"I really liked Cardi B’s 'WAP.' It reminded me of one of the earliest poems written in history."
A Collapse No One Story Can Tell
Ten years since the 2011 Syrian uprising, there has been a veritable literary boom of fiction writing from Syria. What does it reveal?
What Will Be Impossible?
Why excavate these Reformation characters—the preacher and the werewolf—now? What do they have to teach us?
The Direction of Beginning
These poems undo the cultural invisibility of America’s Native Nations. They also, with unique abundance, secure the value of poetry itself.
Public Picks 2021
Each May we send our readers into summer with a curated list of the titles that dazzled, challenged, and inspired us most over the past year (or so).
Past Dictators Never Die
What happens when a regime founded upon exclusion, racism, nationalism, and an authoritarian leader ends? In Spain, such a regime never really ended.
How to Step Out of Comfort Zones
Caribbean authors—and the “disorderly” women of whom they write—can reveal how important it is to seek out one’s true self.
Dirty Essays, Clean Essays
Recently translated essay collections underscore how sanitized ethical language has become in the last 60 to 70 years.
Translating Italy, Translating Blackness
For two Black womxn translators, bringing Afro-Italian stories into English is an act of radical self-love and resistance.
Isolation and the Incomplete
Assemblage in search of insight is the guiding ethos at the heart of two dynamic recently published books by Mexican authors.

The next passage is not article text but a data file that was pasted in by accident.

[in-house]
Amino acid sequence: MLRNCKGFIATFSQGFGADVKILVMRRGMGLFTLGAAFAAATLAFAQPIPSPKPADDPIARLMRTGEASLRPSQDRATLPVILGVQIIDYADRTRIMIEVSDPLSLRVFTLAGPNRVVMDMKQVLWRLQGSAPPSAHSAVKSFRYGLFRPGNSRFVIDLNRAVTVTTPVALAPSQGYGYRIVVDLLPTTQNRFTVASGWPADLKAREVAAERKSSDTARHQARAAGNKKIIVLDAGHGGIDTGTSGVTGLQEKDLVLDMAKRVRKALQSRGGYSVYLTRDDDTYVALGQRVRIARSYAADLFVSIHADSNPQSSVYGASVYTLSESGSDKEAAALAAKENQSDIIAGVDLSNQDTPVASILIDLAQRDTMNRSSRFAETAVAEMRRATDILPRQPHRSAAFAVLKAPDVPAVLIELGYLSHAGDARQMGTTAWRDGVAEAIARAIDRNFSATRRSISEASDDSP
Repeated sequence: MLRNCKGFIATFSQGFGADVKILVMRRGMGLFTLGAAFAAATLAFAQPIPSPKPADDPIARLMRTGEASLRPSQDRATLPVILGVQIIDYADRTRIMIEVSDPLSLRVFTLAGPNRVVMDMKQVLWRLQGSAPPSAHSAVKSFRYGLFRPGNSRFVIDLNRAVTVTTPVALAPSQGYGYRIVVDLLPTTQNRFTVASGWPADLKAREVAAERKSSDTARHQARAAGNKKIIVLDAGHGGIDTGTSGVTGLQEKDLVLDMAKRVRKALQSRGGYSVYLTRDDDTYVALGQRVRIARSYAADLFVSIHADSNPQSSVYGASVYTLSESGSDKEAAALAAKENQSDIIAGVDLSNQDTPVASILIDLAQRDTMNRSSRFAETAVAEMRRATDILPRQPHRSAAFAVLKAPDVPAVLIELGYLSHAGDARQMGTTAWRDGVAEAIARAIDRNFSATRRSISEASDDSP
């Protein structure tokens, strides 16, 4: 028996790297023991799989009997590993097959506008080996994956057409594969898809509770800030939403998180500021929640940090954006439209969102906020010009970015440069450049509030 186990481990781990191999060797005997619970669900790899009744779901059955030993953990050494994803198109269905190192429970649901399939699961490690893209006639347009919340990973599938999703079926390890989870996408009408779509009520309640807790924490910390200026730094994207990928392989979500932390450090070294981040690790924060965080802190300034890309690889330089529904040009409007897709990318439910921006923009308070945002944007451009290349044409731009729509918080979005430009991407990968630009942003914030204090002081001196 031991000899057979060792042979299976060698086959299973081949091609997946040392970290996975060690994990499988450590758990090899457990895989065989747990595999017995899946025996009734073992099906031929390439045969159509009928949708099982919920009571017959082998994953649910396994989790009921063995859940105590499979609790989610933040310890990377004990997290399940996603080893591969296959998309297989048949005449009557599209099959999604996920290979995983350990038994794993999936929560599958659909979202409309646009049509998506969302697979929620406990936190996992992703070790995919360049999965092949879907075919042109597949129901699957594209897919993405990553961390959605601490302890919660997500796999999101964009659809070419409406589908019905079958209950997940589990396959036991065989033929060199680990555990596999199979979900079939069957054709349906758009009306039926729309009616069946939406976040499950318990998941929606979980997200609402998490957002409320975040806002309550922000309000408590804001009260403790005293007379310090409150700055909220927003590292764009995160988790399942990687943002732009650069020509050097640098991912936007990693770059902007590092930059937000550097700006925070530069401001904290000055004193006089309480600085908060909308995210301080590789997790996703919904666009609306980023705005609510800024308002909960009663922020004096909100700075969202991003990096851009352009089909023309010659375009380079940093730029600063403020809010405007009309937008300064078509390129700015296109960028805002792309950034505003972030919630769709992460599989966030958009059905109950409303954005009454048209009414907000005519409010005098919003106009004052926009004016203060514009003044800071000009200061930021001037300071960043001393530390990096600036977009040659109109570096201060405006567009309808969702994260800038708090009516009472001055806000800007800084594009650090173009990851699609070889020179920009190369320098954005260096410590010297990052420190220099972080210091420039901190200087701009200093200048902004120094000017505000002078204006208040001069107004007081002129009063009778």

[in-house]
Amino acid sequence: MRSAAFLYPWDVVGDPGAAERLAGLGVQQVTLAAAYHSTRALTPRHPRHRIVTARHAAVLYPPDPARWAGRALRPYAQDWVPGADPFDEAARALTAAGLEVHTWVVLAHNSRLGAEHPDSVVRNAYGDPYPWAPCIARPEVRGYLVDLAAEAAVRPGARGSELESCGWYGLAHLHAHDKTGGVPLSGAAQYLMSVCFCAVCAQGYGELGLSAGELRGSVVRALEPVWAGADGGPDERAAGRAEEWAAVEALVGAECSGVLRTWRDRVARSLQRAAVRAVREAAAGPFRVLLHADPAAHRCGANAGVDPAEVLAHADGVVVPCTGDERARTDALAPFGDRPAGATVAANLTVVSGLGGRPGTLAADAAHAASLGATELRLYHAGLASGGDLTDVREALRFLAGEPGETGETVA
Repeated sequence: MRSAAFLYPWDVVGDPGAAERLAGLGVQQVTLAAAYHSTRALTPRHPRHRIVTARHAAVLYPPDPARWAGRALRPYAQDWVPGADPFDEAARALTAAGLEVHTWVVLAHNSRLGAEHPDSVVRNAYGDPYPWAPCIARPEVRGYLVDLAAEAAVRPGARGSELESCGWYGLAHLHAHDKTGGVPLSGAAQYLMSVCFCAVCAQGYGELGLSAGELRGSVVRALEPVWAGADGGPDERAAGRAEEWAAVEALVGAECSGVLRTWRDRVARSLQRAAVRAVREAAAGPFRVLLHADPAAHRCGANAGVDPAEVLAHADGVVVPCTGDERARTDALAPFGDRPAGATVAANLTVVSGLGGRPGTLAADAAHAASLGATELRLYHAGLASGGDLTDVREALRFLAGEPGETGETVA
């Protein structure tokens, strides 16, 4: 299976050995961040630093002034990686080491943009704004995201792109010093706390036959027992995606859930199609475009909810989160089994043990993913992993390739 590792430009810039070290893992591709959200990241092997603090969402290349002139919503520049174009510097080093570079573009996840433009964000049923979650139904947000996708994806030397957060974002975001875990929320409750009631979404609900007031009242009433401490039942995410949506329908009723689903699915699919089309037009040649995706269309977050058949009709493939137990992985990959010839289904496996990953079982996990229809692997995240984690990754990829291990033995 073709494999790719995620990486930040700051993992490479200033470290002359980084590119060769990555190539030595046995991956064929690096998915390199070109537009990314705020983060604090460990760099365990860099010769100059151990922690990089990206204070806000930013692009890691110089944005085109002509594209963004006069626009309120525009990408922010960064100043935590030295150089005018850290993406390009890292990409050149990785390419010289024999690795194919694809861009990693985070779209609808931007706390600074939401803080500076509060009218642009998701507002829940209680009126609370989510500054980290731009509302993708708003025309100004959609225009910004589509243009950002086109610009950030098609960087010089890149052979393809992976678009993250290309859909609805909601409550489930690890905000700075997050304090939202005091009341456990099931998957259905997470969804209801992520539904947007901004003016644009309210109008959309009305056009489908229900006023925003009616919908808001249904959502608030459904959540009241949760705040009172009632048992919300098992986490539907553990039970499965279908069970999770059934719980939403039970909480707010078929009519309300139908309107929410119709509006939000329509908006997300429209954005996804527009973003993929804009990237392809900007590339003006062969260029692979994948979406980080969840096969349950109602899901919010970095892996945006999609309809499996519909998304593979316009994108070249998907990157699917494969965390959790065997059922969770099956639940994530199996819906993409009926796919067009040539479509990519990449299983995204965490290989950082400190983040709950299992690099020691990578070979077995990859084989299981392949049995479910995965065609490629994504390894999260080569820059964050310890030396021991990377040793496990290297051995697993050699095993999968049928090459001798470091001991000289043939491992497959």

Surviving Hard Times with al-Hariri
Forget traditional “heroes.” The protagonists of some centuries-old stories are social climbers and tricksters, even cheats and cowards.
Ferrante Breaks the Frame
A defaced family photograph—with an ancestor cut out—reveals to Ferrante’s new protagonist how women are erased by the words and deeds of men.
“There’s a passage early on in Book 2 that’s so smug, so macho (in a literary way), that’s so—ugh! I can’t explain it.”
B-Sides: Carmen Laforet’s “Nada”
When freedom will not arrive to us, can we get nearer to it?
It’s Your Turn to (Re)Write the Story
How can experimental fiction help to democratize storytelling?
Can a Novel Be Silent?
John Cage's concerts taught us to hear silence. Can novels do the same?
B-Sides: Brecht Evens’s “The Making Of”
How could any Belgian graphic novel escape Tintin’s shadow? Enter Brecht Evens’s The Making Of.
The “Decameron”; or, How to Laugh through a Pandemic
Whereas the Black Death was reason to cultivate individualism, our own pandemic leads to an opposite conclusion: our need to help one another.
Whose Spanish, Anyway?
Policing the borders of the Spanish language was a tool of religious and racial discrimination. Yet Spanish is not inherently imperial.
Books and Abandonment
Fernanda Melchor’s Hurricane Season makes other authors’ moral delicacy look like condescension.